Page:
Kroger Deep Sixes Salad Bars

Discussion
Apr 14, 2010

By George Anderson

Salad bars are labor intensive. Packaged grab-and-go meals are not.

Carl York,
a spokesperson for Kroger’s Mid-Atlantic region, told The Roanoke
Times
, “You’re constantly working it. It’s not like grocery, where
you put it on the shelves.”

Salad bars are popular with some customers. Grab-and-go
is even more popular.

Mr. York added, “Our business is dictated by our customers’ wants and desires.”

Simply put, salad bars no longer make business sense for Kroger in many locations
and the chain has moved many of them out of stores and replaced them with packaged
meals or expanded produce sections.

According to Frank Dell, president of Dellmart & Co. and a member of the RetailWire BrainTrust,
salad bars are a relic of the twentieth century. Mr. Dell told the Times,
salad bars were part of “first generation home meal replacement.”

He also pointed out that steps such as the elimination of salad bars and the
rising popularity of salad bags is part of the evolution of supermarket produce
departments.

Consumers, Mr. Dell said, “don’t want to chop up a head of lettuce. They
want to grab a bag.”

By replacing salad bars with heat-and-eat items, Kroger is tapping into the
trend that has seen prepared food sales grow between six and eight percent
in grocery over the past year, based on research by Technomic.

Discussion
Questions: Are salad bars on the way out at grocery stores? What are your observations
on the evolution of the produce department in food stores?

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16 Comments on "Kroger Deep Sixes Salad Bars"


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Charlie Moro
Guest
Charlie Moro
11 years 1 month ago

Are salad bars done? Not sure, I think they are gone the same way private label, everyday low prices, full service meat departments, bulk foods, and so forth have ebbed and flowed over time. A good retailer like a Kroger is adjusting, moving and building new businesses as they should to prosper and grow.

This is cyclical, not final.

Carol Spieckerman
Guest
11 years 1 month ago

Ahh, visions of sneeze screens dancing in my head! Salad bars are a great idea if you are a closet-sized shop in Manhattan where the bar is the main feature and busy commuters stumble in practically by default. In a grocery store? Not so much. I know plenty of people who won’t touch salad bars due to hygiene concerns and the perception of wasteful excess and I see the elimination of salad bars as a logical extension of clean store policies. Much better to attractively package (and brand) pre-made offerings.

Liz Crawford
Guest
11 years 1 month ago

These days, salad bars in grocery usually attract a different trip mission: an immediate consumption trip.

If a smaller, neighborhood grocer is getting a lot of daytime traffic, especially during the week, having a salad bar for a lunch occasion can work. In our neighborhood, we have two independents who host very successful salad bars. But these are catering to the local business crowd and stay-at-home spouses. Customers go in, grab lunch, and do a fill-in shopping trip for dinner. However, these smaller stores are not destinations for the big stock-up missions.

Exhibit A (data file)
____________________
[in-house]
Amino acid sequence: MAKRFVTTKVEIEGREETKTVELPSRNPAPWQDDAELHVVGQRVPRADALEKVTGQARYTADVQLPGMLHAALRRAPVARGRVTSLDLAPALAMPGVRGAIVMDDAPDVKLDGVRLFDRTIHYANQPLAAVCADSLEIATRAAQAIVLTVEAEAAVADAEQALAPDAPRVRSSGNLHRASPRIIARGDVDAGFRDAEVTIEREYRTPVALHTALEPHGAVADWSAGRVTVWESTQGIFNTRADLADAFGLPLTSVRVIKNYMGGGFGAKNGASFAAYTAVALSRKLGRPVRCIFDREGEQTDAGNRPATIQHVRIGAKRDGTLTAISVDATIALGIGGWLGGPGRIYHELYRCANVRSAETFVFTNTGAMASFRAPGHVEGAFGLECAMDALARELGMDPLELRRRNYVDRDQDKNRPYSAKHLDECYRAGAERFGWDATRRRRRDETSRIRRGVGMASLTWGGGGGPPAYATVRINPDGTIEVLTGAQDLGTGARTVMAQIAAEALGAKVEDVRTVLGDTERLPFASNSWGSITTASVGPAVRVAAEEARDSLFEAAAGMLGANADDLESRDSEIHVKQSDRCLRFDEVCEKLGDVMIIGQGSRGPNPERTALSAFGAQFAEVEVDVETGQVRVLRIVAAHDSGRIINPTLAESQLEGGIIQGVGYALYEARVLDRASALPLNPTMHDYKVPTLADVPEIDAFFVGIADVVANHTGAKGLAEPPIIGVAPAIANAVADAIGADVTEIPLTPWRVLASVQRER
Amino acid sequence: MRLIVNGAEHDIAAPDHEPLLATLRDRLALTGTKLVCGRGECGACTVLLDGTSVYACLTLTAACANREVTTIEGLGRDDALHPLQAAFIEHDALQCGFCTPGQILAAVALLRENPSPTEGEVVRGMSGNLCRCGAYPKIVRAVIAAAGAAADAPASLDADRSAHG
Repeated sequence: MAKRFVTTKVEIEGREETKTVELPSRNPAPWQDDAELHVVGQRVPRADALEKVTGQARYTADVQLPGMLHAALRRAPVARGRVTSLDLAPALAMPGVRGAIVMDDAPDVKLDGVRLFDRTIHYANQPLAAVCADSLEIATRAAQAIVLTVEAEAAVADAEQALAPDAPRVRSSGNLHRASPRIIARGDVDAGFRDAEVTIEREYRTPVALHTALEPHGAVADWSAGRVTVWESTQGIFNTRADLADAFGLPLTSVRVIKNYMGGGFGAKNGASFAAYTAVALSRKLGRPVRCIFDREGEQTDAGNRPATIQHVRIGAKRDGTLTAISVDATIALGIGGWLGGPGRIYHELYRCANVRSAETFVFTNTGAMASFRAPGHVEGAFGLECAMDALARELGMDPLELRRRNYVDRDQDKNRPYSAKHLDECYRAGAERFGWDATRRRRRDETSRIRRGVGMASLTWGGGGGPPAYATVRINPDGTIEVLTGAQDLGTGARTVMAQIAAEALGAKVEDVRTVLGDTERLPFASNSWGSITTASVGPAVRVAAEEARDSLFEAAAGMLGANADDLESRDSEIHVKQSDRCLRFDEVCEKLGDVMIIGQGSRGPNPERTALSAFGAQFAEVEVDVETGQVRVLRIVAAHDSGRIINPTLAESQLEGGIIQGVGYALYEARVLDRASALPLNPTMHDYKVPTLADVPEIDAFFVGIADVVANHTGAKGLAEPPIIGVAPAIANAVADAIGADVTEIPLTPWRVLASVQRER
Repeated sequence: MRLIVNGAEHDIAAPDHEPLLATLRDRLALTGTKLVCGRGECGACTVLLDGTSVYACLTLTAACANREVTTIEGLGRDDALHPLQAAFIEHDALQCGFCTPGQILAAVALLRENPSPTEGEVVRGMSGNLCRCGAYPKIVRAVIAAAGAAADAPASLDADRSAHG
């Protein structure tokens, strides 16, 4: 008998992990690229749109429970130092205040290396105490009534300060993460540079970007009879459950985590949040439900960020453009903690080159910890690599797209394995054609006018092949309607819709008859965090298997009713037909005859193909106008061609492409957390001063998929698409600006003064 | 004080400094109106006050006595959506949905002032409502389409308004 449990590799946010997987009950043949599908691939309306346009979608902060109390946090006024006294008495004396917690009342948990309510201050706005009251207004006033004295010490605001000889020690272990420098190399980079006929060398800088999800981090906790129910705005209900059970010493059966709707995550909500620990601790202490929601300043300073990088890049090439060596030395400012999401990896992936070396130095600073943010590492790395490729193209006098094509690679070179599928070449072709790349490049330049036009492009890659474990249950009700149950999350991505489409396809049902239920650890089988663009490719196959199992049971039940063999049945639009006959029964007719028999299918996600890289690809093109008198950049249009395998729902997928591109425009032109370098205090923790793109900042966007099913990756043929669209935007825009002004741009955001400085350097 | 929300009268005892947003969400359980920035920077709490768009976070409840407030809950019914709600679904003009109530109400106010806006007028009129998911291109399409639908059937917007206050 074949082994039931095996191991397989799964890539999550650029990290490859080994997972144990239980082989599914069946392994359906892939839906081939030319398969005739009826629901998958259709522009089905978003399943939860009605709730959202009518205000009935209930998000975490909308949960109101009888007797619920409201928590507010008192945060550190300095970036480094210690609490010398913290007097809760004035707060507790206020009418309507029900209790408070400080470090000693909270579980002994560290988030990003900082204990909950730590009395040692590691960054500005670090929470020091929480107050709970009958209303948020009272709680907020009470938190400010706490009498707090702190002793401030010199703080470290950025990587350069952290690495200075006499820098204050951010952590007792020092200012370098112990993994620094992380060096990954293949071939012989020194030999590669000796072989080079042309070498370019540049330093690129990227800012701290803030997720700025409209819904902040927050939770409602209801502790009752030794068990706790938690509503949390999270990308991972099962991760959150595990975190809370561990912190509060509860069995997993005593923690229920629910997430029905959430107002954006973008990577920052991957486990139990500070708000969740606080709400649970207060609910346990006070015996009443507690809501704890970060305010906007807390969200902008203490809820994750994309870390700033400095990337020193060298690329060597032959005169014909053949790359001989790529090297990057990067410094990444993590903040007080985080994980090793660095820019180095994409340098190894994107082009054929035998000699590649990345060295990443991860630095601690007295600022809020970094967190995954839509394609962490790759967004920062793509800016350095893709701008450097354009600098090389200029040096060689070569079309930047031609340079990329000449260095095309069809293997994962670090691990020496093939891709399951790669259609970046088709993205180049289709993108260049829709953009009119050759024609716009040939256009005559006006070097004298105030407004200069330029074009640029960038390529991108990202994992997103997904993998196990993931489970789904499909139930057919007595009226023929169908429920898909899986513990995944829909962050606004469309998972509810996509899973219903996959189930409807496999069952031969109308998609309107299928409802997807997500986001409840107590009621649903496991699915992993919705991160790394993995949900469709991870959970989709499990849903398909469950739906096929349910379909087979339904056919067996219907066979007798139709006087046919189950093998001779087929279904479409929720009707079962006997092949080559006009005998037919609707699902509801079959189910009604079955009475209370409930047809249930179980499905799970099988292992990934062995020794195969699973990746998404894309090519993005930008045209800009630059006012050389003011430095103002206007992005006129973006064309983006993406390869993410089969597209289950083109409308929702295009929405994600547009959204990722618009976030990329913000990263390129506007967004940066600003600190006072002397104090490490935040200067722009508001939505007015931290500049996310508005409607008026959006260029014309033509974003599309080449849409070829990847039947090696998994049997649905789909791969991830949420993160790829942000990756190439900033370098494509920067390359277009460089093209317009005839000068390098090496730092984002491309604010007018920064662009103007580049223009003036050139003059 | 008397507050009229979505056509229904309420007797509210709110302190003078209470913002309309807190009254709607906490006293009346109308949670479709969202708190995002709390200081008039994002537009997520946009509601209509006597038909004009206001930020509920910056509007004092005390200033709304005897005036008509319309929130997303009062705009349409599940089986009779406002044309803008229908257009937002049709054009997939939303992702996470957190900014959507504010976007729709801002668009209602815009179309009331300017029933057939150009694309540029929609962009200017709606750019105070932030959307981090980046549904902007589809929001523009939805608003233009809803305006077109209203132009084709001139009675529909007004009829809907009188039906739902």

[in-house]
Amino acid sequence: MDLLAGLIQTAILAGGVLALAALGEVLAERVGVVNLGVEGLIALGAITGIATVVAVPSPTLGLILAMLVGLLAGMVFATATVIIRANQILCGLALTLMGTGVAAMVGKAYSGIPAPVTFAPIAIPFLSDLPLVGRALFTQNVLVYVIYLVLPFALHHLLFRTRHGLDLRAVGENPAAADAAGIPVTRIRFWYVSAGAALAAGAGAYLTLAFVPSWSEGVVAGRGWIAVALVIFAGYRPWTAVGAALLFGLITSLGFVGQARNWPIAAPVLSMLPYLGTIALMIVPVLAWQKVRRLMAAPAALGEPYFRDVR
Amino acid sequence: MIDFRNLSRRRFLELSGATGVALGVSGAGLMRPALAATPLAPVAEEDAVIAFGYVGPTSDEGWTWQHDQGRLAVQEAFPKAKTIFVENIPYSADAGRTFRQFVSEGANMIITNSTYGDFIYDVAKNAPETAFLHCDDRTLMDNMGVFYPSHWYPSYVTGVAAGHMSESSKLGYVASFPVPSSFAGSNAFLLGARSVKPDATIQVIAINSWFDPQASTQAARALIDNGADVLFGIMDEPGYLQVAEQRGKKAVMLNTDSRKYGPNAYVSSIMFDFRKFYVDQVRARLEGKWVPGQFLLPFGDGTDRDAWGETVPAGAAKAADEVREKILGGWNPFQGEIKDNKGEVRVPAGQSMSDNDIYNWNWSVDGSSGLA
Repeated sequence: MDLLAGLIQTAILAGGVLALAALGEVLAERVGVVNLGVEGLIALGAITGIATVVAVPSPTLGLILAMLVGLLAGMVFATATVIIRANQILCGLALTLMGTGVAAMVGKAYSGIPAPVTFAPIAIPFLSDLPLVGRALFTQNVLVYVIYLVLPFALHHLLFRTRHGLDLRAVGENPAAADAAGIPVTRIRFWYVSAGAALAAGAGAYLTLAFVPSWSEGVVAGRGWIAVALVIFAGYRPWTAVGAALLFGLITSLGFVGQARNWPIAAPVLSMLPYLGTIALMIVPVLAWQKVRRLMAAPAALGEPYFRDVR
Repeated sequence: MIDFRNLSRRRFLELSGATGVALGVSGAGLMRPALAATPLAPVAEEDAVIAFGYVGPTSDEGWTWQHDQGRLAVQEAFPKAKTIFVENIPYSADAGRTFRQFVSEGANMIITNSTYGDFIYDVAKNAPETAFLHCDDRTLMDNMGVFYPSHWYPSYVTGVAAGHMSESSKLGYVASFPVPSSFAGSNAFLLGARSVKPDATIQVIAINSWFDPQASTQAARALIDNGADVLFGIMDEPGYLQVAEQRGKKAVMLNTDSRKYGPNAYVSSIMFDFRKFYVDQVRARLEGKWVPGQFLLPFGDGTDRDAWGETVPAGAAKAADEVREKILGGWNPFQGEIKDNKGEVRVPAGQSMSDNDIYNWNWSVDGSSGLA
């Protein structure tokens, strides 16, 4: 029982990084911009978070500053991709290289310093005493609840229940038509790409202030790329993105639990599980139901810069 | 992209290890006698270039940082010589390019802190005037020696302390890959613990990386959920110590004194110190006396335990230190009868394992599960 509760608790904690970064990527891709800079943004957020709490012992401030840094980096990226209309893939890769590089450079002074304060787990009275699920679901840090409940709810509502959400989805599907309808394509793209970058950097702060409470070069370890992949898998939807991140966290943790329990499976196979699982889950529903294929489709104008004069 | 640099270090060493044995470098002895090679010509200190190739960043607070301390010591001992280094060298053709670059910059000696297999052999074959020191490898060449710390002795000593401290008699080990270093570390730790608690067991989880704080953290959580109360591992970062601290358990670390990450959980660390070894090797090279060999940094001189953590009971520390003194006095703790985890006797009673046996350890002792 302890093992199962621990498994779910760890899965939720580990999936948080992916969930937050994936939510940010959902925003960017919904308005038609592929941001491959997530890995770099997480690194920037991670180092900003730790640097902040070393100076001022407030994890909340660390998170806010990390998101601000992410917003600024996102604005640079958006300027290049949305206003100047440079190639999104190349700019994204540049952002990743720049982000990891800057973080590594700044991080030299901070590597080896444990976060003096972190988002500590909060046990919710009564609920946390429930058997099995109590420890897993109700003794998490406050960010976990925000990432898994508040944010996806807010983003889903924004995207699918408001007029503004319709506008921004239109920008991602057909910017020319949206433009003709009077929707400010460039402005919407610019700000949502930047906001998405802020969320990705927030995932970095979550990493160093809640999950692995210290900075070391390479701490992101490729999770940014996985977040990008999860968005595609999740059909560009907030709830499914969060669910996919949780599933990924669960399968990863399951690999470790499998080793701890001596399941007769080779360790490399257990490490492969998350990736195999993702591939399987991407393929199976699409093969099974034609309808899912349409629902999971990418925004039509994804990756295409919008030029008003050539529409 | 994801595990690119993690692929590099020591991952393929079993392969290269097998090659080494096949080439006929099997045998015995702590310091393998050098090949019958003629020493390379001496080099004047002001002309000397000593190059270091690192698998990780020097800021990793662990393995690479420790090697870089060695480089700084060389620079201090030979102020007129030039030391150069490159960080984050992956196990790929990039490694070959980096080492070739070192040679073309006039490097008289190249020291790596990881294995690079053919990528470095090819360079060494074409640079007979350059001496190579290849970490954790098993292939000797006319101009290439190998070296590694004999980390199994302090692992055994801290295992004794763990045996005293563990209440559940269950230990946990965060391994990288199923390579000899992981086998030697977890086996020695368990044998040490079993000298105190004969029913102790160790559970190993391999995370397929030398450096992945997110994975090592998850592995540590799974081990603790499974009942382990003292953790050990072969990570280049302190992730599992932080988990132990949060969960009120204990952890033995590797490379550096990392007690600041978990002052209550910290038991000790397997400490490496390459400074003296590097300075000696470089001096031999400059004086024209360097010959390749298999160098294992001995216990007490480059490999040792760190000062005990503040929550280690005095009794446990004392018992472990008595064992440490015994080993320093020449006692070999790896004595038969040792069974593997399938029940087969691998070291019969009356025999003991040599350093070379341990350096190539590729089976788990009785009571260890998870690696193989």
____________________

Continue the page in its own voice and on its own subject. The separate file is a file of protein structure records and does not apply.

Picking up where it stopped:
The answer about salad bars depends on the types of trip missions they want to attract.

Gene Hoffman
Guest
Gene Hoffman
11 years 1 month ago

No, salad bars aren’t dead, just cyclical and specific. But if the lettuce in a store salad bar wilts, take it off its stilts. A stagnant/unproductive salad bar isn’t a valuable asset. Kroger isn’t inclined to do anything stupid. They go where the demand exists. And as the consumer climate changes, Kroger will be there to accommodate it. Thus, if salad bars return in cycle, Kroger will offer good ones.

Richard J. George, Ph.D.
Guest
11 years 1 month ago
The wilting of salad bars should come as no surprise to anyone. However, neither the salad bar nor the bagged salads ever addressed a missed opportunity for supermarkets. A few years ago while conducting a focus group, a woman remarked, “I want to cook like Emeril!” I replied that we all would like to cook like Emeril. What she was referring to was whenever he cooked something the ingredients were already chopped, measured, etc. and all he did was reach for a cup of shallots for example. It occurred to me that everything needed to “cook like Emeril” was already available in the supermarket. However, it was disguised as a “salad bar.” If retailers had changed the name from “salad bar” to “salad and ingredients bar” and modified the packaging/pricing to accommodate cups versus pounds, perhaps we would not be retiring this concept. Going forward, as more families are preparing meals and eating at home, it seems that this concept of prepared fresh ingredients could provide a real differential advantage to the fresh section of… Read more »
Al McClain
Guest
Al McClain
11 years 1 month ago

Salad bars are dead, long live salad bars! What about Whole Foods? Seems to me they have great salad bars and hot food bars and still sell a lot of groceries! I think upscale, higher-spending shoppers are still looking for salad bars that are well executed.